Political “futures” markets I

An important aspect of the theory of finance is the notion that market prices reflect unbiased estimates by market participants concerning future events. Since we are now “full swing” into a political season, it is interesting to see how markets view the upcoming presidential election in the United States.

The first known implementation of real-money futures markets for outcomes of political elections was created by faculty members at the University of Iowa’s Tippie College of Business. Their initiative is commonly known as the Iowa Electronic Markets (aka IEM). Currently, the following contracts are being offered at IEM:

2004 U.S. Democratic Convention Market
2004 U.S. Presidential Election Vote Share Market
2004 U.S. Presidential Election Winner Takes All Market
2004 U.S. Congressional Control Market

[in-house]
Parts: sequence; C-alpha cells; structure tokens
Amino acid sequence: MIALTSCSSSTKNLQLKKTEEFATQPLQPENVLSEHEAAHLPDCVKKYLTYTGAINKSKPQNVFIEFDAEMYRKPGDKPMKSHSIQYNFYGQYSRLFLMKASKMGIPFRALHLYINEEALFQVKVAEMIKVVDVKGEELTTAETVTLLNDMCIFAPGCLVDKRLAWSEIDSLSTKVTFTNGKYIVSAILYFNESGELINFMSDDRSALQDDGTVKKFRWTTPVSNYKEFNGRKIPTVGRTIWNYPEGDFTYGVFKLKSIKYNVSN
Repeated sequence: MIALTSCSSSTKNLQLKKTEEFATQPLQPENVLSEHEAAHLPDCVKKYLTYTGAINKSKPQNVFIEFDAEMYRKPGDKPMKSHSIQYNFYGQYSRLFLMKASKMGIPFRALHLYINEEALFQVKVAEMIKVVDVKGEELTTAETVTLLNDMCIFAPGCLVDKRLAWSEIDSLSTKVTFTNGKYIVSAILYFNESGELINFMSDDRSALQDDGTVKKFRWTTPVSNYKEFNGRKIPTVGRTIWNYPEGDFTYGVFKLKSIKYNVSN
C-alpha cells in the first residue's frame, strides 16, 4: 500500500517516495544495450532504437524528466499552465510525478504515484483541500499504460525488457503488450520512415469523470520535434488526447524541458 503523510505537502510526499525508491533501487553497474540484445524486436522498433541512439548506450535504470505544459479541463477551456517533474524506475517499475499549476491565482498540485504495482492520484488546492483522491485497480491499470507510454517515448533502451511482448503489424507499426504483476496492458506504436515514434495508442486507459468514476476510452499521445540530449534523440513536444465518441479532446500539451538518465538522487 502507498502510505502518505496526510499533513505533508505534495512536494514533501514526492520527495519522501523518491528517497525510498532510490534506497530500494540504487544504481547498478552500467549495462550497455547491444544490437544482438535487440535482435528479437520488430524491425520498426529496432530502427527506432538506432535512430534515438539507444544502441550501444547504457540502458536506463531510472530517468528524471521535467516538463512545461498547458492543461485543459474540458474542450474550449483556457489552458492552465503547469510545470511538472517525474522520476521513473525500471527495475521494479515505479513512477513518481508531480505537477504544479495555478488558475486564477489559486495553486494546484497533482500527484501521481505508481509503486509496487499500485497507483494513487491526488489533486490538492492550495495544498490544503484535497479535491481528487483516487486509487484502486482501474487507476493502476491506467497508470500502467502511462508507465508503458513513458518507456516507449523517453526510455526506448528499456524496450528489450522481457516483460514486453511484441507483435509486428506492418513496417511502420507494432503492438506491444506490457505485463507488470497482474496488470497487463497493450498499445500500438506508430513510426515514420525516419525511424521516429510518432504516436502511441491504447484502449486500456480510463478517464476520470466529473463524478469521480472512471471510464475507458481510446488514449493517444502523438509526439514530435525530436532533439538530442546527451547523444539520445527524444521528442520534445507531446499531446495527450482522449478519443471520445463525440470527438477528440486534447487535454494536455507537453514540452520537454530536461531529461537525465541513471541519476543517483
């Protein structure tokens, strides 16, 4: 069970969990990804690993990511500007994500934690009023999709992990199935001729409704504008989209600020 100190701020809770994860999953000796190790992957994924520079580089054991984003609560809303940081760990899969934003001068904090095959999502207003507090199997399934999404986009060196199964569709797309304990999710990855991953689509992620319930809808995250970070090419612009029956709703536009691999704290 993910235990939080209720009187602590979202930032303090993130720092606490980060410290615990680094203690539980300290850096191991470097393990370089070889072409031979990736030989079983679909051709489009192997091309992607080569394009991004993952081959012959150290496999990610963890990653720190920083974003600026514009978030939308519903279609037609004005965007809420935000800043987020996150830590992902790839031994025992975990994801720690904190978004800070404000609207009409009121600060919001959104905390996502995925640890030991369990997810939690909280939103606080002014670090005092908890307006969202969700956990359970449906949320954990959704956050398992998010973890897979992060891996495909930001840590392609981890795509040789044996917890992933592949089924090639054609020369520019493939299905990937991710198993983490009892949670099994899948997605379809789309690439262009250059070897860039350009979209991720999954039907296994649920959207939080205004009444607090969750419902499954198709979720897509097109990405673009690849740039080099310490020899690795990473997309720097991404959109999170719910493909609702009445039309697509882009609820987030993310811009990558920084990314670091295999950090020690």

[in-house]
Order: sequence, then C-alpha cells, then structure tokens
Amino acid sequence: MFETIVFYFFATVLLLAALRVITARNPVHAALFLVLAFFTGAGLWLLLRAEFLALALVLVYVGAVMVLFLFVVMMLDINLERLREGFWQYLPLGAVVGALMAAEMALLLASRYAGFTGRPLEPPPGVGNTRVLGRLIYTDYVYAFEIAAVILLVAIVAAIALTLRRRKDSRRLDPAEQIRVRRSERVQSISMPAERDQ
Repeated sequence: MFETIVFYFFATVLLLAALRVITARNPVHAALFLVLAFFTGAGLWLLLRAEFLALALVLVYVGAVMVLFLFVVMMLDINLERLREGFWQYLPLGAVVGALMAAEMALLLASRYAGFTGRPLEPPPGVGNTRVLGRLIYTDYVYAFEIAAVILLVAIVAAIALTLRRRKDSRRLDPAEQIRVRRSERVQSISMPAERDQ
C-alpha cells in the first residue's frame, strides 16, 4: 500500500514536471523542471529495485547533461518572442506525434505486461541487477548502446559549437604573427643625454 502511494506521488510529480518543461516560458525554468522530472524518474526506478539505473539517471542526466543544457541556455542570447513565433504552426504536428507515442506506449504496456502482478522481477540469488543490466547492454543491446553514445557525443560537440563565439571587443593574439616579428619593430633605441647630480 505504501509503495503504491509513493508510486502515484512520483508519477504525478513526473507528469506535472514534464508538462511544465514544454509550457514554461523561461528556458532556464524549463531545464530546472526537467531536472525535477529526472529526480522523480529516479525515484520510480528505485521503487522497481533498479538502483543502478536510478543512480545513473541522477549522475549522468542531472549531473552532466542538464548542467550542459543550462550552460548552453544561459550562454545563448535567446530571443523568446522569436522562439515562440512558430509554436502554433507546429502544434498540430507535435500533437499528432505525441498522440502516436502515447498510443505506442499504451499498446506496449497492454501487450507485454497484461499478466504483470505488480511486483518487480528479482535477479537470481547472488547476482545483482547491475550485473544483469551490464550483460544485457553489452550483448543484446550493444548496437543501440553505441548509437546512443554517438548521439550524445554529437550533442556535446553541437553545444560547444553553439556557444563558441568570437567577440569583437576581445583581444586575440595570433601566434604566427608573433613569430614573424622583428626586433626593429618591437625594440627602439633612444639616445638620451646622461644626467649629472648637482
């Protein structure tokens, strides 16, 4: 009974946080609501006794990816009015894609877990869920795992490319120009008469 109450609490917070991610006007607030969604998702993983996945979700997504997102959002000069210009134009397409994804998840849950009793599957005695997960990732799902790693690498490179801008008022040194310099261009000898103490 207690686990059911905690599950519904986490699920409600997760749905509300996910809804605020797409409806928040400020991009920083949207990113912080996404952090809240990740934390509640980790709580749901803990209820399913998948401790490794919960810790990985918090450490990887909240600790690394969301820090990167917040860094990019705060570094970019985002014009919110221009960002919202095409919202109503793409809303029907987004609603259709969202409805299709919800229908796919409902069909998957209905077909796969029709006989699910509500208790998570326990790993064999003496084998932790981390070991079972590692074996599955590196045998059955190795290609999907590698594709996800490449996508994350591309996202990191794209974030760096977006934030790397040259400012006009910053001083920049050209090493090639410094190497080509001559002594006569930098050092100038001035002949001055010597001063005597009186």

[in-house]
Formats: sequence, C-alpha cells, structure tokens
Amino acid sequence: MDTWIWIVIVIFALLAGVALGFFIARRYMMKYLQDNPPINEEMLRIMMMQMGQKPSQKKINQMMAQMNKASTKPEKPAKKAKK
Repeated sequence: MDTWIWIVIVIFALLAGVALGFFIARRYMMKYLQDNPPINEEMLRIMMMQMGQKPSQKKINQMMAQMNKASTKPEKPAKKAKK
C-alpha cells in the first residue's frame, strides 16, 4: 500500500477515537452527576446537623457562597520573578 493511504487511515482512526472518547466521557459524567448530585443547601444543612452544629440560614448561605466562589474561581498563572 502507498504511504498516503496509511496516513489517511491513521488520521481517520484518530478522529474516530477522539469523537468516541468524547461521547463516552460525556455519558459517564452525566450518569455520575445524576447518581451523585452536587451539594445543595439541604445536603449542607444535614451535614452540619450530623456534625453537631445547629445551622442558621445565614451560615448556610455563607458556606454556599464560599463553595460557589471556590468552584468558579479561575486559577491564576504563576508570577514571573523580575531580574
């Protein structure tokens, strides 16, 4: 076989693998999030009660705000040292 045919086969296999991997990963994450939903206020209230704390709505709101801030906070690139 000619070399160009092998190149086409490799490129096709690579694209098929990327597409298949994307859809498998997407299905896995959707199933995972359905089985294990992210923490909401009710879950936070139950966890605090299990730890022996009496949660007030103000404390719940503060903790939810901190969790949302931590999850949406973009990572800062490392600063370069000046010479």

2004 U.S. House Control Market
2004 U.S. Senate Control Market

For readers who are interested in seeing current price quotes for the IEM political markets, go to http://128.255.244.60/quotes.

Another interesting example of political futures markets can be found at tradesports.com, a Dublin, Ireland website which became famous during 2003 for offering futures contracts on whether Saddam Hussein would remain in power in Iraq. The tradesports.comcontracts are defined as “all or nothing” futures contracts which pay off $100 if a predefined event occurs and $0 otherwise. Consequently, the price is essentially a probability measure. The set of contract offerings at tradesports.com is much broader than what is currently being offered at IEM. For a list of current price quotes, go to the tradesports.com website, click on the “All Events” tab, and then click on “Politics”, which is located under the “Current Contracts” column.

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